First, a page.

Cadets Win Record Number of Awards at International Law Competition in Italy

Six VMI cadets traveled to Italy to participate in a  Law of Armed Conflict Competition.

Bottom from left to right: Hannah White '24, Devin Thomas '24, and Gabriele Woodward '24 Top from left to right: Maj. Tim Passmore, Caleb Evans '24, Pierce Harvey '24, and Michael Menton '24

LEXINGTON, Va. April 12, 2024 — Virginia Military Institute was one of 25 military academies from around the world who participated in the annual Competition on the Law of Armed Conflict in Sanremo, Italy. The event was hosted by the International Institute of Humanitarian Law.  

Six VMI cadets out of more than 100 participants spent a week diving into war simulations where they had to advise on the legality of decisions given by their commanders. Each participated in mixed teams alongside two cadets from another academy. 

This year, VMI walked away with five awards, which was the most received by any academy at the competition. Hannah White ’24 won a silver award in the individual category, and four cadets won awards in the team category (Devin Thomas ’24 – gold; Michael Menton ’24 – silver; Gabriele Woodward ’24 – bronze; White – bronze).  

Cadets are chosen for the competition after completing a course on the Law of Armed Conflict with Maj. Tim Passmore, assistant professor of international studies, and then receive additional training and preparation as a team before the competition. In 2012, VMI started participating in the competition under Col. Robert James' direction, who now serves as a judge. 

The competition consists of cadets serving as legal advisers to a commander in a fictional war scenario simulation, according to Passmore. Cadets are divided into mixed teams of three, where they work with cadets from other academies. Each team is given a scenario, which develops over the week as new information is revealed. The teams must advise the commander on the legality of the various actions their military can take, Passmore said.  

“The body of law they are advising on is called international humanitarian law, or the law of armed conflict, and consists of various international treaties and other legal principles,” Passmore said. “Some of the main treaties are the Geneva Conventions, Hague Conventions, and UN Charter.” 

White, an international studies major who will be commissioning into the Coast Guard, said the competition was hands-down one of the best experiences of her cadetship.   

"Having the opportunity to meet people from all over the world for the common interest of Law of Armed Conflict is truly a unique experience,” she said. “Getting to work in a team with people I’ve never met before who are in militaries from other countries teaches you how to communicate effectively and how to work as a team player. It also allowed my teammates and I to develop friendships with people who we may get the chance to work with again in our military careers.” 

She said that with Passmore’s guidance, she became proficient in international treaties and conventions, along with homing in and developing her public speaking skills, attention to detail, and her confidence. She urges other cadets to apply for the opportunity to participate.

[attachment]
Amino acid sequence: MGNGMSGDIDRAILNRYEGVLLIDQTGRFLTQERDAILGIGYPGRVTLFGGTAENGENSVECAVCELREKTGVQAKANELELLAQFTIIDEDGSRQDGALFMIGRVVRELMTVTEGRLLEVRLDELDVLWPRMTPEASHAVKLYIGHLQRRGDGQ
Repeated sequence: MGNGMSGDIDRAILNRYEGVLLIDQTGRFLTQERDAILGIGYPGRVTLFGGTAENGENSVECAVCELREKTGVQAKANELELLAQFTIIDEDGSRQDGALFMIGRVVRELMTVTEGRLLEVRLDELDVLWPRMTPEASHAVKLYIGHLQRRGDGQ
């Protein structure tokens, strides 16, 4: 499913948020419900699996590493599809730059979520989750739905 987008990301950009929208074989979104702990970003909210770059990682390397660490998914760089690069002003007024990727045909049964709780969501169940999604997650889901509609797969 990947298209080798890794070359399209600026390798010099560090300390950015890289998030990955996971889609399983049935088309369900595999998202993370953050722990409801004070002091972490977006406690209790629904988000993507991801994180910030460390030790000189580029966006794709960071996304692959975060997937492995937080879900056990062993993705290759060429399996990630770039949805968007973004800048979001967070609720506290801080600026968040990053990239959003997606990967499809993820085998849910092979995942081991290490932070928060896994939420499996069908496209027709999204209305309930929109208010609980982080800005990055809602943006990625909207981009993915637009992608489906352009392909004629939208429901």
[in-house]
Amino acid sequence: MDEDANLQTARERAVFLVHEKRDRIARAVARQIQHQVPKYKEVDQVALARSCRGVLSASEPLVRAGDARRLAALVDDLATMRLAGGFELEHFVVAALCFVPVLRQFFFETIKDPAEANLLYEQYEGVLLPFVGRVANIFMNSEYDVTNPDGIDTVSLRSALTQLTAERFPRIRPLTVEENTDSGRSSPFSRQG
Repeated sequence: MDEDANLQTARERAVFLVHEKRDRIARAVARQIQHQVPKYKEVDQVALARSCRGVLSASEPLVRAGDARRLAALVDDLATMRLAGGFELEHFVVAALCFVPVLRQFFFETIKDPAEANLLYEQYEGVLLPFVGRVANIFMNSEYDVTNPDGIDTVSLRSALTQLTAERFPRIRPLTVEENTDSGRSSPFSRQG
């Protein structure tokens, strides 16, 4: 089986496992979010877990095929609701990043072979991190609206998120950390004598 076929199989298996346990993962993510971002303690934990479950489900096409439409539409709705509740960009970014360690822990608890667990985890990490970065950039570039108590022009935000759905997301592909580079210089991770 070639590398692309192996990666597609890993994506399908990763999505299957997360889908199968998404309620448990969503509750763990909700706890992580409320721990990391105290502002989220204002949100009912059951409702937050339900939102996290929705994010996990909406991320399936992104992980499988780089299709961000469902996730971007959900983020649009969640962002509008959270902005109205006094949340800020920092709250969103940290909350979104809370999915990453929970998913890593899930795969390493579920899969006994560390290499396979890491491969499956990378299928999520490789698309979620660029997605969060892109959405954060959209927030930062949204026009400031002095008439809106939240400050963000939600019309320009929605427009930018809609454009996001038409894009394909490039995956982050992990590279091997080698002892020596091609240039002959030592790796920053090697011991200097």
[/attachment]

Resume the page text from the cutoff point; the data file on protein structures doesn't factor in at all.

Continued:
“These are all skills that are important to master as a future military officer, and I can easily say that through him and this experience, I am more prepared to be a leader in the Coast Guard,” she said.  

Passmore said this experience allows his students to participate in a real-world exercise of military decision making.  

"Even though it’s a lot of hard work, the cadets find it really enjoyable and engaging,” he said. “Beyond this, it gives them an experience they will carry into their careers. Most of these cadets will go on to serve in the military, and this is an invaluable experience where they get to see how decisions are made and approach war fighting through a legal context.” 

Participating cadets also get to put into practice all the work that went into preparing for the competition for the past year. In addition to taking a class on the law of armed conflict, Passmore said the six cadets met as a team weekly in the spring semester to conduct practice exercises.  

“The cadets worked incredibly hard in their free time, and it paid off at the competition,” Passmore said. "The competition gave them an opportunity to meet and interact with cadets from other military academies all over the world. It's a great way to forge relationships with people at a similar stage in life, and the cadets always love the interactions they have.” 

Menton said Passmore’s class just clicked and it started him down a path towards international law and organizations. 

“The competition was a fast-paced learning experience that challenged my ability to think critically about complex issues and work well with my teammates who were from European service academies,” he said. “The experiences I had with my teammates and other members of the European armed forces were beyond beneficial. I was able to immerse myself in their cultures for a brief time and exchange experiences with them from our home countries.” 

Passmore said the competition allows VMI to showcase its cadets to a large international audience.  

"Their especially strong performance this year sends a clear signal of the discipline, hard work, and academic rigor of VMI, and particularly of the international studies program,” he said. “It is also wonderful that VMI provides this opportunity to a select group of cadets each year, as it tends to be one of, if not the most valuable experiences cadets have during their cadetship.” 

Laura Peters Shapiro
Communications & Marketing

VMI: Forging 21st Century Leaders